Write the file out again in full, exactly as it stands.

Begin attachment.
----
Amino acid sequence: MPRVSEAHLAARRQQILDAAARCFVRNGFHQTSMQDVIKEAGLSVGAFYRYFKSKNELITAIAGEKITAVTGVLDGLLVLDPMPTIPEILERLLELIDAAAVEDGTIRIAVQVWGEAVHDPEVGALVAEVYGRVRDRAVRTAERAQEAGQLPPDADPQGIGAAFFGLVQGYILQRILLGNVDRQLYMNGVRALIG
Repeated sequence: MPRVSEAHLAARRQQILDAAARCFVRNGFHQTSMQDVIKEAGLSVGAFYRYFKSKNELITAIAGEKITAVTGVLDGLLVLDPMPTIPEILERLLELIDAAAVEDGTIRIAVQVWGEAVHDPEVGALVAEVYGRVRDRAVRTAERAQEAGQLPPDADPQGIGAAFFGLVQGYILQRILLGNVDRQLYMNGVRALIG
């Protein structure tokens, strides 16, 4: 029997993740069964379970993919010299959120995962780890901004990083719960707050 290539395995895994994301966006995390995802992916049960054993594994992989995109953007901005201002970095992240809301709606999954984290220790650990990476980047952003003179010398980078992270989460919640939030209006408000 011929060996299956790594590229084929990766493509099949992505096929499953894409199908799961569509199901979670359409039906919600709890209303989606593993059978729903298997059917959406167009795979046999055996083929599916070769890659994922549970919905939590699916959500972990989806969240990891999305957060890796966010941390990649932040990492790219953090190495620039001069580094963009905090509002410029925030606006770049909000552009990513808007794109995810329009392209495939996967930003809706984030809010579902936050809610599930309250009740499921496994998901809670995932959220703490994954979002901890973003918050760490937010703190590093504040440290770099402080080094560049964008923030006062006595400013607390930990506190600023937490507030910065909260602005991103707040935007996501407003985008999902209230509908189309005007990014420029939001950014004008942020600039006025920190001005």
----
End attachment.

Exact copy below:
Amino acid sequence: MPRVSEAHLAARRQQILDAAARCFVRNGFHQTSMQDVIKEAGLSVGAFYRYFKSKNELITAIAGEKITAVTGVLDGLLVLDPMPTIPEILERLLELIDAAAVEDGTIRIAVQVWGEAVHDPEVGALVAEVYGRVRDRAVRTAERAQEAGQLPPDADPQGIGAAFFGLVQGYILQRILLGNVDRQLYMNGVRALIG
Repeated sequence: MPRVSEAHLAARRQQILDAAARCFVRNGFHQTSMQDVIKEAGLSVGAFYRYFKSKNELITAIAGEKITAVTGVLDGLLVLDPMPTIPEILERLLELIDAAAVEDGTIRIAVQVWGEAVHDPEVGALVAEVYGRVRDRAVRTAERAQEAGQLPPDADPQGIGAAFFGLVQGYILQRILLGNVDRQLYMNGVRALIG
């Protein structure tokens, strides 16, 4: 029997993740069964379970993919010299959120995962780890901004990083719960707050 290539395995895994994301966006995390995802992916049960054993594994992989995109953007901005201002970095992240809301709606999954984290220790650990990476980047952003003179010398980078992270989460919640939030209006408000 011929060996299956790594590229084929990766493509099949992505096929499953894409199908799961569509199901979670359409039906919600709890209303989606593993059978729903298997059917959406167009795979046999055996083929599916070769890659994922549970919905939590699916959500972990989806969240990891999305957060890796966010941390990649932040990492790219953090190495620039001069580094963009905090509002410029925030606006770049909000552009990513808007794109995810329009392209495939996967930003809706984030809010579902936050809610599930309250009740499921496994998901809670995932959220703490994954979002901890973003918050760490937010703190590093504040440290770099402080080094560049964008923030006062006595400013607390930990506190600023937490507030910065909260602005991103707040935007996501407003985008999902209230509908189309005007990014420029939001950014004008942020600039006025920190001005």